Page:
Indriya (P. indriya; T. dbang po; C. gen. J. kon) is typically translated as "faculty" and is used in the following contexts:
- the five or six sensory faculties
- the five spiritual faculties
- the twenty-two phenomenological faculties
Five sense faculties
Five sense faculties are enumerted within rupa-skandha (the aggregate for form). See:
Six sense faculties
These six sense faculties are identified within the classification of the twenty-two faculties. In this context, the six faculties are said to control the apprehending of their individual objects. They are:
- eye faculty (Skt. cakṣurindriya; Tib. མིག་གི་དབང་པོ་, Wyl. mig gi dbang po)
- ear faculty (Skt. śrotrendriya; Tib. རྣ་བའི་དབང་པོ་, Wyl. rna ba’i dbang po)
- nose faculty (Skt. ghrāṇendriya; Tib. སྣའི་དབང་པོ་, Wyl. sna’i dbang po)
- tongue faculty (Skt. jihvendriya; Tib. ལྕེའི་དབང་པོ་ , Wyl. lce’i dbang po)
- body faculty (Skt. kāyendriya; Tib. ལུས་ཀྱི་དབང་པོ་, Wyl. lus kyi dbang po)
- mind faculty (Skt. manendriya; Tib. ཡིད་ཀྱི་དབང་པོ་, Wyl. yid kyi dbang po)
Five spiritual faculties
The five spiritual faculties (Pali: pañca indriyāni) are:
This set of five faculties is one of the seven sets of the thirty-seven factors of enlightenment.
Twenty-two phenomenological faculties
- six sensory faculties
- eye/vision faculty (cakkh-undriya)
- ear/hearing faculty (sot-indriya)
- nose/smell faculty (ghān-indriya)
- tongue/taste faculty (jivh-indriya)
- body/sensibility faculty (kāy-indriya)
- mind faculty (man-indriya)
- three physical faculties
- femininity (itth-indriya)
- masculinity (puris-indriya)
- life or vitality (jīvit-indriya)
- five feeling faculties
- physical pleasure (sukh-indriya)
- physical pain (dukkh-indriya)
- mental joy (somanasa-indriya)
- mental grief (domanass-indriya)
- equanimity (upekhha-indriya)
- five spiritual faculties
- three final-knowledge faculties
- thinking "I shall know the unknown" (anaññāta-ñassāmīt-indriya)
- gnosis (aññ-indriya)
- one who knows (aññātā-vindriya)
The term is generally translated as "faculty" or, in specific contexts, as "spiritual faculty" or "controlling principle."
- Ayatana (sense base)
- Bodhi (awakening, enlightenment)
- Bodhipakkhiyadhamma (37 enlightenment qualities)
- Five Powers
- Four Right Efforts
- Prajna (wisdom)
- Salayatana (six sense bases)
- Bodhi (2000), pp. 1508-1509, refers to these 22 faculties as "phenomenological faculties"; while Rhys Davids & Stede (1921-25), p. 122-3, entry on "indriya" refers to these 22 faculties as "controlling powers."
- The five feeling faculties are essentially an expanded scale of the three vedana, where pleasant and unpleasant feelings/sensations are divided between physical and mental experiences (see, e.g., Bodhi, 2000, p. 1510).
- Buddhaghosa & Ñāṇamoli (1999), pp. 442-443.
- Indra is known as Sakka in the Pali Canon.
- Bodhi (2000), p. 1509; Conze (1993), n. 1; Rhys Davids & Stede (1921-25), p. 122, entry "indriya"; and, Thanissaro (1998), Part II, sec. E, "The Five Faculties."
- Bodhi (2000) translates indriya as "spiritual faculty" and, at times (particularly when referring to Abhidhammic sources), "faculty." Buddhaghosa & Ñāṇamoli (1999) consistently translate indriya simply as "faculty" both in the context of the five spiritual faculties (e.g., pp. 128-9) and the 22 phenomenological faculties (Ch. XVI). Conze (1993) mentions and uses translations of "faculty," "controlling faculty" and "spiritual faculty," and refers to the five indriya as "cardinal virtues." Thanissaro (1998) uses "faculty." Rhys Davids & Stede (1921-25), p. 122-123, entry for "Indriya," (retrieved 2007-05-27) defines it as: "Indriya is one of the most comprehensive & important categories of Buddhist psychological philosophy & ethics, meaning 'controlling principle, directive force, élan, dynamis'...: (a) with reference to sense-perceptibility 'faculty, function'...."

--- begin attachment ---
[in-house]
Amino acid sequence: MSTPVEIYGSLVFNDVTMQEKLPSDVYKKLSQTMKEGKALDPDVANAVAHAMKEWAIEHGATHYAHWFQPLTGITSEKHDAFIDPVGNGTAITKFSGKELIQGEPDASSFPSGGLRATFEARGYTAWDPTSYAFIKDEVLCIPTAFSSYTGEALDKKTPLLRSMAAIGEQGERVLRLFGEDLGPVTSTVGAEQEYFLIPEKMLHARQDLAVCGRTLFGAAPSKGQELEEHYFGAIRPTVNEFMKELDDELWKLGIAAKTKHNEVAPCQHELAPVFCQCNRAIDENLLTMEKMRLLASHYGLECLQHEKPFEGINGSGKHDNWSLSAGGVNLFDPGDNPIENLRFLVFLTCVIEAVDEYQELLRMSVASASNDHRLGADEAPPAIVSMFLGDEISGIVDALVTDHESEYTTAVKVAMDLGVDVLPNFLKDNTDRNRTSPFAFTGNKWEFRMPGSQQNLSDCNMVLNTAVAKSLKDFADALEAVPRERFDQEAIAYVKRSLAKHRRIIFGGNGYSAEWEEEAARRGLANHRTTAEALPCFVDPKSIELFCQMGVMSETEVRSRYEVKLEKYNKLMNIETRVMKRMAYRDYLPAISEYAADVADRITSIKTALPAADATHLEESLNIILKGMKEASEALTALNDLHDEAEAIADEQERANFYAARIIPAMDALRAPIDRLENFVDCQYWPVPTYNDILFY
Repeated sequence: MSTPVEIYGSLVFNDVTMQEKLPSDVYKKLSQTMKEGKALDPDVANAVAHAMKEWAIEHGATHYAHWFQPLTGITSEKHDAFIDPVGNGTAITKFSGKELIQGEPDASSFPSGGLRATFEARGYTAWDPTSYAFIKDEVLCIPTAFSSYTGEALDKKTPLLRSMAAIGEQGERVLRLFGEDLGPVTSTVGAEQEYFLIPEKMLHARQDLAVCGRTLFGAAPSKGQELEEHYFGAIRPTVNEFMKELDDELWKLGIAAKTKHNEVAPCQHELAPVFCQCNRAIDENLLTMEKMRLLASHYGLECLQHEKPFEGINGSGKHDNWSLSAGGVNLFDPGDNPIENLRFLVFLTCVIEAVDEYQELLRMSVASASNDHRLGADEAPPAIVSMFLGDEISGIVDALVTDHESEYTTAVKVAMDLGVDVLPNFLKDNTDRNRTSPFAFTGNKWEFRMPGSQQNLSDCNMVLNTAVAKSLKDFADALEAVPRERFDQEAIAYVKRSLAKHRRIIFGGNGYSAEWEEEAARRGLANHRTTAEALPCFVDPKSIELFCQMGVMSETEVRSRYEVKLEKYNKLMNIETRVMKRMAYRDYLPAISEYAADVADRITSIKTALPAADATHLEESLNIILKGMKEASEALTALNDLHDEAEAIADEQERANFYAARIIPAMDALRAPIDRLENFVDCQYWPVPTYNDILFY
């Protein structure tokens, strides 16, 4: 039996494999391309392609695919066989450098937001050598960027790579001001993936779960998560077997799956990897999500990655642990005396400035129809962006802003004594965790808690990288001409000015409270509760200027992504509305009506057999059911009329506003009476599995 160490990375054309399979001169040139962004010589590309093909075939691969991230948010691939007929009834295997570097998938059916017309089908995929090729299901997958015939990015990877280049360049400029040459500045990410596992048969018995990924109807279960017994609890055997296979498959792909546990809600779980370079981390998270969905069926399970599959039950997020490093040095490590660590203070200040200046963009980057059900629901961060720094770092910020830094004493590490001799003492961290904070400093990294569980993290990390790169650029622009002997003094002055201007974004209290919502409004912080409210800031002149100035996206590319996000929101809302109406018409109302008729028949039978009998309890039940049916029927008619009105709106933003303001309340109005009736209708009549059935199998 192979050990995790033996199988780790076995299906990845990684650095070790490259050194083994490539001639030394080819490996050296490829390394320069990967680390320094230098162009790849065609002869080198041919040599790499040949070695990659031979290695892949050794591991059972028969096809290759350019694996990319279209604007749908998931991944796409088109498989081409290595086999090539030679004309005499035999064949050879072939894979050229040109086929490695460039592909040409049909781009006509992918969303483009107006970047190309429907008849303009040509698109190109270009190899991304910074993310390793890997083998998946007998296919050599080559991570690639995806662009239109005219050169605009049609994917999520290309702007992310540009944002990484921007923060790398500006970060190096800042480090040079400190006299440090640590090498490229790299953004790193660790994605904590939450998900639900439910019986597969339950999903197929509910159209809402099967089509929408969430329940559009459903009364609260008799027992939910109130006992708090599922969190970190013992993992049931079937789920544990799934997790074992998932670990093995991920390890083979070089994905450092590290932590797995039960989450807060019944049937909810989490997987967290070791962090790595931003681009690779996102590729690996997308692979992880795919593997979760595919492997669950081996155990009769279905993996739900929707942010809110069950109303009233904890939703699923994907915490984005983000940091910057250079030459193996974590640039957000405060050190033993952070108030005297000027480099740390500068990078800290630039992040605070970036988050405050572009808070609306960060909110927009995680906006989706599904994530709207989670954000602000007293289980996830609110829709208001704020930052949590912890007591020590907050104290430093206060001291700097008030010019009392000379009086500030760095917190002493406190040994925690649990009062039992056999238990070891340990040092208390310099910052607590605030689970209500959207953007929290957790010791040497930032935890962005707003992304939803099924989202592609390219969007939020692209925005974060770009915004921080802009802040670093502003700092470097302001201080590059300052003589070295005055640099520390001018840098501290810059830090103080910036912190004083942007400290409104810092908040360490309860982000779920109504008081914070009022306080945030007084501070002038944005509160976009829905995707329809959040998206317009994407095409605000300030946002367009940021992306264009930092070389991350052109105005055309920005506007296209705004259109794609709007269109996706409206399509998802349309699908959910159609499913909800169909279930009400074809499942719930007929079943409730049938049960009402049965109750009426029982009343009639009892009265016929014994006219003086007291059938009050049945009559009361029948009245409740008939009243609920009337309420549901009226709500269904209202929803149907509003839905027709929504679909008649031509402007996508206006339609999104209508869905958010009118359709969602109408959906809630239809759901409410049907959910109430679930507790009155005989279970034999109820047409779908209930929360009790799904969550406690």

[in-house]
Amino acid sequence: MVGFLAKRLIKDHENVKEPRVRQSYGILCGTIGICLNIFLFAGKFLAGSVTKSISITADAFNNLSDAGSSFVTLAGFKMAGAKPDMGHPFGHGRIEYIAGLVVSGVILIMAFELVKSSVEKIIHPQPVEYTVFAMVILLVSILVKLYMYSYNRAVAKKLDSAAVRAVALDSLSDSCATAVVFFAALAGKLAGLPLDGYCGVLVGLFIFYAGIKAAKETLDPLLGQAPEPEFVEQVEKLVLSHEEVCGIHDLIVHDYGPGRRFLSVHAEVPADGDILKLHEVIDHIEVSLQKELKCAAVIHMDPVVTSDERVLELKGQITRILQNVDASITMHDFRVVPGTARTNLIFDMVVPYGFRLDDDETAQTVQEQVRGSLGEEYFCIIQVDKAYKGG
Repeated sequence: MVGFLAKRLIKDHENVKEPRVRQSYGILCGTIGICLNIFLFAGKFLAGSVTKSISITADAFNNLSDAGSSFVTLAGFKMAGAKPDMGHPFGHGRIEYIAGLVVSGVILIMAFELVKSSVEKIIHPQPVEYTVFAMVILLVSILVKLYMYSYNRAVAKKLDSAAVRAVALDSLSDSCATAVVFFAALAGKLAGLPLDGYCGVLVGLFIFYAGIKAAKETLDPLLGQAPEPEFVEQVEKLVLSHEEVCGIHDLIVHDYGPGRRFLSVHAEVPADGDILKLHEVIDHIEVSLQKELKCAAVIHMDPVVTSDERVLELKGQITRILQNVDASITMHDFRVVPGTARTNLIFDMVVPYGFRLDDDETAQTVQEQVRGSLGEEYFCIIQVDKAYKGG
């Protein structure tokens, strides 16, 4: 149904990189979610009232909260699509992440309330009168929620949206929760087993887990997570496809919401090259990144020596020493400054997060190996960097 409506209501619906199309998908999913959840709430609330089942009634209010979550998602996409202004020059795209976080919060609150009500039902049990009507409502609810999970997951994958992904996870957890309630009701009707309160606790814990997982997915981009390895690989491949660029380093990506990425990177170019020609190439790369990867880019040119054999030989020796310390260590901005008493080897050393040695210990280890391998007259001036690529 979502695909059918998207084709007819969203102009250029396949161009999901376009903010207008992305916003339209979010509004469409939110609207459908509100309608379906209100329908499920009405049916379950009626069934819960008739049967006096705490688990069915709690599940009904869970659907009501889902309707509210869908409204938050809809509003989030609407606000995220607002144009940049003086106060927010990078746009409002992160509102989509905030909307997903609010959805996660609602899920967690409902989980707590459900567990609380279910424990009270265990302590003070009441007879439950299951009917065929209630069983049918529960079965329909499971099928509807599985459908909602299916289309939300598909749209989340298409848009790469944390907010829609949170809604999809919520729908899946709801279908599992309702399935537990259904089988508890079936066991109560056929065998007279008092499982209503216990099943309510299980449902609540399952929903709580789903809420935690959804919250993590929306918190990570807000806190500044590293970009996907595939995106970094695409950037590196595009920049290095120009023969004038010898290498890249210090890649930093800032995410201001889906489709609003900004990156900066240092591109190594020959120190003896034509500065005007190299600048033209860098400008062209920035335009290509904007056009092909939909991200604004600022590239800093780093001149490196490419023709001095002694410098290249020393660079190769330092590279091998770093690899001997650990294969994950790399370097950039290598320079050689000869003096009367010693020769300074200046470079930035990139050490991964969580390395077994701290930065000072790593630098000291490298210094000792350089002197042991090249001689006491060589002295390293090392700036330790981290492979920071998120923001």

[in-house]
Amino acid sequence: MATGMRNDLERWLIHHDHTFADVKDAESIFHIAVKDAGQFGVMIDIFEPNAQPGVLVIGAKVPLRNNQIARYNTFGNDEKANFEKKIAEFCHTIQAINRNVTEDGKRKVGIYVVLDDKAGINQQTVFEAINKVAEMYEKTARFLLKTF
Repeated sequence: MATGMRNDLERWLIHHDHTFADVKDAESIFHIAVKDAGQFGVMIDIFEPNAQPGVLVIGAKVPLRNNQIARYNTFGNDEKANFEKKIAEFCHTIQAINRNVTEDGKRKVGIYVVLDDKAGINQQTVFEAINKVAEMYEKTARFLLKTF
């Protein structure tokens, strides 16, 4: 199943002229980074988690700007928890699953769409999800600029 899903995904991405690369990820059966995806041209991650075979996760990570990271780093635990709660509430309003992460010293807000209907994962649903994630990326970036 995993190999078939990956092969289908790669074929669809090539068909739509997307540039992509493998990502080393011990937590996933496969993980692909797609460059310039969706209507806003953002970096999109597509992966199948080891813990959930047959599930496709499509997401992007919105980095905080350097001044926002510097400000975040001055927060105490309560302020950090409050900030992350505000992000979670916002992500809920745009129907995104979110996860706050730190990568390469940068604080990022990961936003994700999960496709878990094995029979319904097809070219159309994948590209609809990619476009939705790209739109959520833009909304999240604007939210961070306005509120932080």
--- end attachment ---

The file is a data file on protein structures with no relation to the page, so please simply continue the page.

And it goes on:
- Bodhi, Bhikkhu (trans.) (2000). The Connected Discourses of the Buddha: A Translation of the Samyutta Nikaya. Boston: Wisdom Publications. ISBN 0-86171-331-1.
- Buddhaghosa, Bhadantacariya & Bhikkhu Ñāṇamoli (trans.) (1999). The Path of Purification: Visuddhimagga. Seattle, WA: BPS Pariyatti Editions. ISBN 1-928706-00-2.
- Conze, Edward (1980, 1993). The Way of Wisdom: The Five Spiritual Faculties (The Wheel Publication No. 65/66). Kandy: Buddhist Publication Society. Retrieved on 2007-05-27 from "Access to Insight" at: http://www.accesstoinsight.org/lib/authors/conze/wheel065.html.
- Nyanaponika Thera & Bhikkhu Bodhi (trans.) (1999). Numerical Discourses of the Buddha: An Anthology of Suttas from the Anguttara Nikaya. Kandy, Sri Lanka: Buddhist Publication Society. ISBN 0-7425-0405-0.
- Rhys Davids, Caroline A. F. (, 2003). Buddhist Manual of Psychological Ethics, of the Fourth Century B.C., Being a Translation, now made for the First Time, from the Original Pāli, of the First Book of the Abhidhamma-Piṭaka, entitled Dhamma-Sangaṇi (Compendium of States or Phenomena). Kessinger Publishing. ISBN 0-7661-4702-9.
- Rhys Davids, T.W. & William Stede (eds.) (1921-5). The Pali Text Society’s Pali–English Dictionary. Chipstead: Pali Text Society. A general on-line search engine for the PED is available at http://dsal.uchicago.edu/dictionaries/pali/.
- Thanissaro Bhikkhu (1996, 1998). Wings to Awakening: An Anthology from the Pali Canon. Retrieved 2007-05-27 from "Access to Insight" at: http://www.accesstoinsight.org/lib/authors/thanissaro/wings/index.html.
- Thanissaro Bhikkhu (trans.) (1997a). Indriya-vibhanga Sutta: Analysis of the Mental Faculties (SN 48.10). Retrieved 2007-05-27 from "Access to Insight" at: http://www.accesstoinsight.org/tipitaka/sn/sn48/sn48.010.than.html.
- Thanissaro Bhikkhu (trans.) (1997b). Sona Sutta: About Sona (AN 6.55). Retrieved 2008-04-15 from "Access to Insight" at http://www.accesstoinsight.org/tipitaka/an/an06/an06.055.than.html.
|This article includes content from Indriya on Wikipedia (view authors). License under CC BY-SA 3.0.|